Over the long run, I suspect that efforts to preserve historic buildings and sites will be hindered by improvements to augmented reality.
I’m old enough to remember when Google Glass was the hot new thing. This wearable technology promised to blend physical reality with digital information. While Glass was a commercial flop, it laid the foundation for other innovations in the field. It’s not hard to imagine architecture and engineering offices using technologies like Microsoft HoloLens or similar visualization gadgets in the very near future.
Given enough time, the hardware cost will drop to a level where any enthusiastic consumer can own an augmented reality headset. Once this happens, historic preservationists may face unique challenges – especially in cities with high pressure for development. A developer may claim to be able to simultaneously preserve a building (through 3-D digital capture) and satisfy a market demand (by razing a historic structure).
There are tremendous advantages to preserving historic buildings. Last May, I felt positively inspired about the topic after hearing Stephanie Meeks deliver the keynote address at the Congress for New Urbanism.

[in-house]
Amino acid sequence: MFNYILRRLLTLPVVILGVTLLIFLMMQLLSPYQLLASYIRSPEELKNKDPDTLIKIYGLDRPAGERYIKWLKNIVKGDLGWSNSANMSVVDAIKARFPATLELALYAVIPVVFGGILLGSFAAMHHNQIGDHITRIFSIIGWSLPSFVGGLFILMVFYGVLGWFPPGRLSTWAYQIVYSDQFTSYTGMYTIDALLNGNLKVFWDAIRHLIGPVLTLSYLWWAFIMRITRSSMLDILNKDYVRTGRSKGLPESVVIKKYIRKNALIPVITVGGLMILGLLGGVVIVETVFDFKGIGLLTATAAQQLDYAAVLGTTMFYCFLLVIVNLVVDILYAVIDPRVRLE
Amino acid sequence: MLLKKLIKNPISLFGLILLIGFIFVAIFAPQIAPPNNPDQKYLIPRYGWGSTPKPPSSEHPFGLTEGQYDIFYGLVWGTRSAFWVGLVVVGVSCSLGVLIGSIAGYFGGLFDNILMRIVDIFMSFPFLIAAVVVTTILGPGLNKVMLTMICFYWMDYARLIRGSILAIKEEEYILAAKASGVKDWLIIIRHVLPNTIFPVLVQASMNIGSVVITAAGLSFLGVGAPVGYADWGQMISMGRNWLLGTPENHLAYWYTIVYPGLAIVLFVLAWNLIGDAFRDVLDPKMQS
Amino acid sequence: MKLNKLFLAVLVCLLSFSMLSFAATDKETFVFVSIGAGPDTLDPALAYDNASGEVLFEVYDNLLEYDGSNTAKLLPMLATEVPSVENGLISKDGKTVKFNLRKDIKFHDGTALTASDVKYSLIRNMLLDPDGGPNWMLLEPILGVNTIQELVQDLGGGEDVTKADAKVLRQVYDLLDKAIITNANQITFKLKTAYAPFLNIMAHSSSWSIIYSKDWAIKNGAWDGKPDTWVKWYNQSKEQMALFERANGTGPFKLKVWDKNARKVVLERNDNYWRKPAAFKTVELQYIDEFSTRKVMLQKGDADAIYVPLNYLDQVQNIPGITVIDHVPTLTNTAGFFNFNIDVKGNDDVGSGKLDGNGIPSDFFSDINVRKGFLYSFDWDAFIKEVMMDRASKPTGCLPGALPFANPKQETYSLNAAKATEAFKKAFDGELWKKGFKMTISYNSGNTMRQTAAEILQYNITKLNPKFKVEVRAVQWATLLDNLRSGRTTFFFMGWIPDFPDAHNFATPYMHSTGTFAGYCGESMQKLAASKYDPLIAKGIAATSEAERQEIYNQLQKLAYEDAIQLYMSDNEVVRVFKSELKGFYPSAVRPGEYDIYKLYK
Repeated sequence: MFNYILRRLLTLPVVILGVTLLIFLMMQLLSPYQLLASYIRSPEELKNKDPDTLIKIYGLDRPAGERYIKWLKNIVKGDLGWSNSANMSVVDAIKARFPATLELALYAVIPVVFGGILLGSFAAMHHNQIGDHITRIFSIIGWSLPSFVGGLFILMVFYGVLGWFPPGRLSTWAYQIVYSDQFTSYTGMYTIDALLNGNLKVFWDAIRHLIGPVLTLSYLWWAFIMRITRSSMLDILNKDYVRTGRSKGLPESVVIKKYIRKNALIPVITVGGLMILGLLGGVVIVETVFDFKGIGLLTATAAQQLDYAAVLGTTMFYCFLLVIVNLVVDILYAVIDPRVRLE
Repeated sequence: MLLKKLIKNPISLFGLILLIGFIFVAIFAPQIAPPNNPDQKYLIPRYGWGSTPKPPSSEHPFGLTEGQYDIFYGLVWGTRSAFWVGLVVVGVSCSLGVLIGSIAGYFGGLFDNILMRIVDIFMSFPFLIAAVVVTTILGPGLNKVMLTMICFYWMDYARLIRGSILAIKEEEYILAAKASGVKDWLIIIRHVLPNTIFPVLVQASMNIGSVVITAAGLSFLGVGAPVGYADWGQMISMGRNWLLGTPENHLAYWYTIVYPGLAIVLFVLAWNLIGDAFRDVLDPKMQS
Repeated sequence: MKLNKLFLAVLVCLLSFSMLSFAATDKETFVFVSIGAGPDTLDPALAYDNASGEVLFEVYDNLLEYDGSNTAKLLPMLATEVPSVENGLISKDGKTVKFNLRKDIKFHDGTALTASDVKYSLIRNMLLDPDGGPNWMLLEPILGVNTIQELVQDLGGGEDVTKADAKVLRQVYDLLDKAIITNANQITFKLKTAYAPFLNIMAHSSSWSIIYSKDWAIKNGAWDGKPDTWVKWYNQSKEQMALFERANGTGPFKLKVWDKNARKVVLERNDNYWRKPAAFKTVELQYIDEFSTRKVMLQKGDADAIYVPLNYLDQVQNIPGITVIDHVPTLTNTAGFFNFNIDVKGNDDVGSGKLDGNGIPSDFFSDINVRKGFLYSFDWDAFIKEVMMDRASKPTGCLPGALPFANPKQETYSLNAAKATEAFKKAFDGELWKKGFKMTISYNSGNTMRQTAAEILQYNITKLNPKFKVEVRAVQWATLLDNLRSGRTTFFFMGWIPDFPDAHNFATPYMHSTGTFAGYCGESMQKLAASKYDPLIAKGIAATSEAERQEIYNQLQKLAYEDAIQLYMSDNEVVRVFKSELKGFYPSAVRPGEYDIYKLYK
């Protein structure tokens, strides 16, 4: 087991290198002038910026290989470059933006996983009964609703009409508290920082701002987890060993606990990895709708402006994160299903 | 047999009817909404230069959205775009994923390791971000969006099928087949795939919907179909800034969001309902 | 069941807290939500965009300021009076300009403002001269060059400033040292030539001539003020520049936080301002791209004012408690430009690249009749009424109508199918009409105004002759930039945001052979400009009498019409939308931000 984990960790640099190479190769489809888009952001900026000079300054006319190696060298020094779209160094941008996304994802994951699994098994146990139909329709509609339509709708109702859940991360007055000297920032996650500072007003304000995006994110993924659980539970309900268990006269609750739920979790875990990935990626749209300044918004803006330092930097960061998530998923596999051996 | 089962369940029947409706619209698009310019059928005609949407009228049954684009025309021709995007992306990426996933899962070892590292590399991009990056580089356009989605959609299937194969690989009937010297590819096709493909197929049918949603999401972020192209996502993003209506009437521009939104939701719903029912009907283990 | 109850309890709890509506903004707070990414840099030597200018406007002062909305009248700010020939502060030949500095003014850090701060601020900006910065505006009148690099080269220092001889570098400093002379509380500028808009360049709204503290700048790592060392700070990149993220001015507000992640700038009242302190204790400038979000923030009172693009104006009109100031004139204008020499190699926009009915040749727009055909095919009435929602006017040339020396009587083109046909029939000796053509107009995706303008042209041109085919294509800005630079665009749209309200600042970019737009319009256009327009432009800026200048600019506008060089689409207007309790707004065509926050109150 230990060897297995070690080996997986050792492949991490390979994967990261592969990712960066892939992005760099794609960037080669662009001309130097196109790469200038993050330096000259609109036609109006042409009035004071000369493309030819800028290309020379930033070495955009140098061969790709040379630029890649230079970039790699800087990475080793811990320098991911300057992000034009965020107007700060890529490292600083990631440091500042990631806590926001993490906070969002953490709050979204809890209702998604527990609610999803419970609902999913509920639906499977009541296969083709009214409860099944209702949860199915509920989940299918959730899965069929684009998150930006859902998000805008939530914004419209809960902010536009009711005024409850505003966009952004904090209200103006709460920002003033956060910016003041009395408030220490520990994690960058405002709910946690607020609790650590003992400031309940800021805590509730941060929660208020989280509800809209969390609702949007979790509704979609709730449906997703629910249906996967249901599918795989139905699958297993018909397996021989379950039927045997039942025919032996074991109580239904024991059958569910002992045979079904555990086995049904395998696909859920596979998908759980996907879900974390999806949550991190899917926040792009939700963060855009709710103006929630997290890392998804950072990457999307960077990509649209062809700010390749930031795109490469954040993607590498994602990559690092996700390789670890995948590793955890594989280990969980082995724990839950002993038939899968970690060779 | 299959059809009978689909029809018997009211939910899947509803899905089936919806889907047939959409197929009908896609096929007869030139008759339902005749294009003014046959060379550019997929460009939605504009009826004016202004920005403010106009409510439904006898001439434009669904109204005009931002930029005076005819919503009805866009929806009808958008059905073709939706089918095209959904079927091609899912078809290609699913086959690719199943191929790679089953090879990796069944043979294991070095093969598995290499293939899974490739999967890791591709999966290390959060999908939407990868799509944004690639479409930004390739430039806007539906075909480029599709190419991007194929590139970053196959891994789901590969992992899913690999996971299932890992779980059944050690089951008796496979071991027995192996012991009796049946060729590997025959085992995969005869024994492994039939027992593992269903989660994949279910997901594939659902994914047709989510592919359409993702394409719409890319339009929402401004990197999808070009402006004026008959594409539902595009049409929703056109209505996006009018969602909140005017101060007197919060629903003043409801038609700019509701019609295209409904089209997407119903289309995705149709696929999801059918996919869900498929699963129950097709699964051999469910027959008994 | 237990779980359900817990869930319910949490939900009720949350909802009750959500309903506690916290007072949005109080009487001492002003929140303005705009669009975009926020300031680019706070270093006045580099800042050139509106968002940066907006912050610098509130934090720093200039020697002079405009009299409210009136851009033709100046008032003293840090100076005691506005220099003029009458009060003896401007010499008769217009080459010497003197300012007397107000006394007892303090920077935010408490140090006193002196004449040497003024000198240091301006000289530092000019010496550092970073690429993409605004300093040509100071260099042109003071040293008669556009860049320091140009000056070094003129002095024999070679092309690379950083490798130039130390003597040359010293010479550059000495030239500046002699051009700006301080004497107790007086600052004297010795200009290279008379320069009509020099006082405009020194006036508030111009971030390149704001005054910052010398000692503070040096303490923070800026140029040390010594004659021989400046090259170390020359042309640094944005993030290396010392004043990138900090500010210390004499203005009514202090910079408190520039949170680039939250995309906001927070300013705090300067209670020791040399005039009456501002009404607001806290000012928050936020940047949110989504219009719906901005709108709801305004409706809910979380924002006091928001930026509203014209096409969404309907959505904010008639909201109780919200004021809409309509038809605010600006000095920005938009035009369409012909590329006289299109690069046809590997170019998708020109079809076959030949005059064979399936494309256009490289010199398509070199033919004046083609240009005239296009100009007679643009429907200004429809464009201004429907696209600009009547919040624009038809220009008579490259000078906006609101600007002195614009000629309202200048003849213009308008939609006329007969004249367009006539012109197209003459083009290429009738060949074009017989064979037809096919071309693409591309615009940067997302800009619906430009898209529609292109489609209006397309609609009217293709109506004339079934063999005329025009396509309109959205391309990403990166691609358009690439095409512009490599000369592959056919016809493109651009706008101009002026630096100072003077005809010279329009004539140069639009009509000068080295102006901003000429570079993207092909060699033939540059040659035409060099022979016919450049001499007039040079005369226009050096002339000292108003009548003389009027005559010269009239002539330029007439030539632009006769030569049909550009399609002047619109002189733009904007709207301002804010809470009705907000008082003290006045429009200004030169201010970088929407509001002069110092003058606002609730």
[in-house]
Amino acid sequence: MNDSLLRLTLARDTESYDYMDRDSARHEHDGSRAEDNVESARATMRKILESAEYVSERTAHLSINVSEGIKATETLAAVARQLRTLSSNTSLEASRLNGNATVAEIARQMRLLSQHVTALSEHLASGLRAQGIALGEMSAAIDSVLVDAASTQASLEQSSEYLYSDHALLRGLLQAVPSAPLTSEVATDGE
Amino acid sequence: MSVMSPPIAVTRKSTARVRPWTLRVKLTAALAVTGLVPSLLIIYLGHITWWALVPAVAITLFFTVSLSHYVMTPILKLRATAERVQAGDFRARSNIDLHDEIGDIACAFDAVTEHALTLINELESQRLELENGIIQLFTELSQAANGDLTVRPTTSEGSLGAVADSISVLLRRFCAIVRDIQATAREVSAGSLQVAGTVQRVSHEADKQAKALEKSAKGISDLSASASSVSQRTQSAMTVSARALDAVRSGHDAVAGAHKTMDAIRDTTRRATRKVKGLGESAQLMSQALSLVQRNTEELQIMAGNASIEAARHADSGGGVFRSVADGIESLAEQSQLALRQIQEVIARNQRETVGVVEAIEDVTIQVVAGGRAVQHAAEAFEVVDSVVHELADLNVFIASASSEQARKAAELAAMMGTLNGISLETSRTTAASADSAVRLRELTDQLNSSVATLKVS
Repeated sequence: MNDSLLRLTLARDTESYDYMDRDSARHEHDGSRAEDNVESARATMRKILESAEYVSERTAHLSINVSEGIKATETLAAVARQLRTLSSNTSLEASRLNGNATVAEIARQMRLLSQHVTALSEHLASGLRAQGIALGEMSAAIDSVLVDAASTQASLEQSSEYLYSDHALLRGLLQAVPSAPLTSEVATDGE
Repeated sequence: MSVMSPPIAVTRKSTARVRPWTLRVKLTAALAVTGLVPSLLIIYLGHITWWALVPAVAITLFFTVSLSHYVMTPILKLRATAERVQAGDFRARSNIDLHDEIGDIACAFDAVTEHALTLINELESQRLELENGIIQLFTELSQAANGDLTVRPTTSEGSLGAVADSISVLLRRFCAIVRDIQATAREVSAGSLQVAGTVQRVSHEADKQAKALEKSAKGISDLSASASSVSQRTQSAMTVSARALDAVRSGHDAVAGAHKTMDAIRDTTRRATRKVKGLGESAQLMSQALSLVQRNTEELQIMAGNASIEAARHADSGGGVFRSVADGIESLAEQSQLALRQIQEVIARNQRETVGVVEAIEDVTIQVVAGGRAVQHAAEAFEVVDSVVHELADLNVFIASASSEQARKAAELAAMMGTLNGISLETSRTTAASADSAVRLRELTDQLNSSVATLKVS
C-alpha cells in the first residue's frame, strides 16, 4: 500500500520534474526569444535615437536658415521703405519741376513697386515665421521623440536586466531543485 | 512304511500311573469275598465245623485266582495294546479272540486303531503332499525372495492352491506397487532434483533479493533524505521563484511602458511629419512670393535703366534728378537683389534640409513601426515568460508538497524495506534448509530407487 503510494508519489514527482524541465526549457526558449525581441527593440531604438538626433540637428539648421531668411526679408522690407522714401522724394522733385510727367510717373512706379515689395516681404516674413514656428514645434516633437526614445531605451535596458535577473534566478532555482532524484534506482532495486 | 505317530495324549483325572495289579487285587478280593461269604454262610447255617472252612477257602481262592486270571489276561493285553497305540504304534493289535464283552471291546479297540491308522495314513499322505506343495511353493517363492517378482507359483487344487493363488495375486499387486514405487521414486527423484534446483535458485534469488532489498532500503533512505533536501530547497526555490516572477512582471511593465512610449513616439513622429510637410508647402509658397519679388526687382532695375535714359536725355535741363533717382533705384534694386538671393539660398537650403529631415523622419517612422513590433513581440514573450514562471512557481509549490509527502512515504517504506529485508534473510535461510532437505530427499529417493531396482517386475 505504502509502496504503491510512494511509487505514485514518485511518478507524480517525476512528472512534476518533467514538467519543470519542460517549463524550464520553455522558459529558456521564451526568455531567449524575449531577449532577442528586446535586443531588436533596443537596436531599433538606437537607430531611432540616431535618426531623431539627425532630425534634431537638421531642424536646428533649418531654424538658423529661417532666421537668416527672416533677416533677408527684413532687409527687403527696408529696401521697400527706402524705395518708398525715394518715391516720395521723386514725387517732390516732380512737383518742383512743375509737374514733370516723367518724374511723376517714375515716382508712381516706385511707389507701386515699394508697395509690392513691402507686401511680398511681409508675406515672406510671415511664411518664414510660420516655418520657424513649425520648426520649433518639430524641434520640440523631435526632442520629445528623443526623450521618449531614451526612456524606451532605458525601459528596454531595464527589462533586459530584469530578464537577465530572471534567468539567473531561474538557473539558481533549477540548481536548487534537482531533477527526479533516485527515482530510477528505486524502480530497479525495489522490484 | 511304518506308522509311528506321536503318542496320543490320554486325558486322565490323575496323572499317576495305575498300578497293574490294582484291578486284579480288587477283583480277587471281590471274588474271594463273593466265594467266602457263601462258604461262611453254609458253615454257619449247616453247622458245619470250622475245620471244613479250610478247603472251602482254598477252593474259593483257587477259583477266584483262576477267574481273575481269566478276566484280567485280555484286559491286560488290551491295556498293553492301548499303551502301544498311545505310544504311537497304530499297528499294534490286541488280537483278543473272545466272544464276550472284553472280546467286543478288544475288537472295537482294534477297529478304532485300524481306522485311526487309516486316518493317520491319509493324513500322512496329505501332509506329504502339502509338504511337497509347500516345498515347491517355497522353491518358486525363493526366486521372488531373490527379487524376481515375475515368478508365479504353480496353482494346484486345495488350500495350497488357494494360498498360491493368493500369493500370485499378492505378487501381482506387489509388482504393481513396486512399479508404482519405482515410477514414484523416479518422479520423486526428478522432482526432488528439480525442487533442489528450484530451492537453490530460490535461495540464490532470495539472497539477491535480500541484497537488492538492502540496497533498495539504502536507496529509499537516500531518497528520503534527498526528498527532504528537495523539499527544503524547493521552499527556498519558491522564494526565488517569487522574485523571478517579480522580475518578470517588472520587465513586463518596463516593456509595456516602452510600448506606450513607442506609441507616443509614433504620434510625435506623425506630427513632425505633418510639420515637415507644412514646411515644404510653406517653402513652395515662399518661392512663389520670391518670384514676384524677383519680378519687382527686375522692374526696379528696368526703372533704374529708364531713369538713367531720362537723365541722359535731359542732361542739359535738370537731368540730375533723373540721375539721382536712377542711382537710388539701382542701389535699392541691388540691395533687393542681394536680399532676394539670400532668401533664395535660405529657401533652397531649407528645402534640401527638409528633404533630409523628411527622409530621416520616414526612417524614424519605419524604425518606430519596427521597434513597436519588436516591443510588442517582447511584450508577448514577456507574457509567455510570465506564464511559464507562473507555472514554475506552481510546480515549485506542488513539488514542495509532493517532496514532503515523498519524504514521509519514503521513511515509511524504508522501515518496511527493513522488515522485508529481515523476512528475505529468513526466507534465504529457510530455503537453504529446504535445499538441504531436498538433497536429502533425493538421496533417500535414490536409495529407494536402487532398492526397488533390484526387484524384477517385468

Yet, if the experience of the building can be preserved digitally, some may argue that the physical form is no longer worth preserving. With political pressure to build more housing or foster economic development, some politicians may sympathize with the argument.
Should this come to pass, I have four brief thoughts on the matter:
- Digital preservation is not equitable. While anybody can experience the exterior of a historic structure simply by witnessing it from the street, a digital version requires some hardware. This places a cost burden on people who want to see old buildings.
- Digital preservation should not be controlled by a monopolistic software developer. It is essential that open source standards be used for any digital preservation project.
- Even digital preservation isn’t necessarily permanent. A computer record is only useful as long as technology exists to process it. Digital archivists can ensure that projections of historic buildings will be accessible for generations to come.
- If a historic building is to be demolished, its components may still have lasting function. With proper deconstruction practices, many building materials can be salvaged in a condition suitable for re-use. Groups like Emergent Structures in Savannah are closing the loop on building material waste cycles.